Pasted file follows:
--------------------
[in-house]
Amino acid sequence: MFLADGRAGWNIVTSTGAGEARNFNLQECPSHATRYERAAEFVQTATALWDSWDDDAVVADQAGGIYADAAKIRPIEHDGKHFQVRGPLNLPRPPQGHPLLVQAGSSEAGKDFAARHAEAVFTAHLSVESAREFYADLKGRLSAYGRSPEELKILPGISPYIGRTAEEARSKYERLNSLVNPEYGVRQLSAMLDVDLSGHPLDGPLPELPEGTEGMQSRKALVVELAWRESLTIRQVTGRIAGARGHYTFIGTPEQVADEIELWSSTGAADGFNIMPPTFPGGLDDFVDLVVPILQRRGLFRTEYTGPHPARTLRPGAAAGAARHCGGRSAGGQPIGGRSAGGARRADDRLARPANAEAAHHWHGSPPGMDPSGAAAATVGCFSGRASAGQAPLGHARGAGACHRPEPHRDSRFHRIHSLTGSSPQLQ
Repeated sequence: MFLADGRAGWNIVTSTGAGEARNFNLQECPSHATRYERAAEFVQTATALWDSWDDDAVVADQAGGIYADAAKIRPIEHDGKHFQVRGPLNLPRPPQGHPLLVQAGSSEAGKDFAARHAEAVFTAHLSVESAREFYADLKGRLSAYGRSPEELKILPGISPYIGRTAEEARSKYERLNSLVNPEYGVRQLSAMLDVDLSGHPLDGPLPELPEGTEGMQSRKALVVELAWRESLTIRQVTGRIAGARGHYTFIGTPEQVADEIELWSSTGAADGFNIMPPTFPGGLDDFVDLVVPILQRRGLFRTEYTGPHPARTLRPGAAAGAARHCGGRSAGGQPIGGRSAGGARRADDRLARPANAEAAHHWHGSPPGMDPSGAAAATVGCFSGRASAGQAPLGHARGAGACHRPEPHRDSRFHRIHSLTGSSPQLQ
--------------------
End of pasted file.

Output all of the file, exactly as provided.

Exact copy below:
[in-house]
Amino acid sequence: MFLADGRAGWNIVTSTGAGEARNFNLQECPSHATRYERAAEFVQTATALWDSWDDDAVVADQAGGIYADAAKIRPIEHDGKHFQVRGPLNLPRPPQGHPLLVQAGSSEAGKDFAARHAEAVFTAHLSVESAREFYADLKGRLSAYGRSPEELKILPGISPYIGRTAEEARSKYERLNSLVNPEYGVRQLSAMLDVDLSGHPLDGPLPELPEGTEGMQSRKALVVELAWRESLTIRQVTGRIAGARGHYTFIGTPEQVADEIELWSSTGAADGFNIMPPTFPGGLDDFVDLVVPILQRRGLFRTEYTGPHPARTLRPGAAAGAARHCGGRSAGGQPIGGRSAGGARRADDRLARPANAEAAHHWHGSPPGMDPSGAAAATVGCFSGRASAGQAPLGHARGAGACHRPEPHRDSRFHRIHSLTGSSPQLQ
Repeated sequence: MFLADGRAGWNIVTSTGAGEARNFNLQECPSHATRYERAAEFVQTATALWDSWDDDAVVADQAGGIYADAAKIRPIEHDGKHFQVRGPLNLPRPPQGHPLLVQAGSSEAGKDFAARHAEAVFTAHLSVESAREFYADLKGRLSAYGRSPEELKILPGISPYIGRTAEEARSKYERLNSLVNPEYGVRQLSAMLDVDLSGHPLDGPLPELPEGTEGMQSRKALVVELAWRESLTIRQVTGRIAGARGHYTFIGTPEQVADEIELWSSTGAADGFNIMPPTFPGGLDDFVDLVVPILQRRGLFRTEYTGPHPARTLRPGAAAGAARHCGGRSAGGQPIGGRSAGGARRADDRLARPANAEAAHHWHGSPPGMDPSGAAAATVGCFSGRASAGQAPLGHARGAGACHRPEPHRDSRFHRIHSLTGSSPQLQ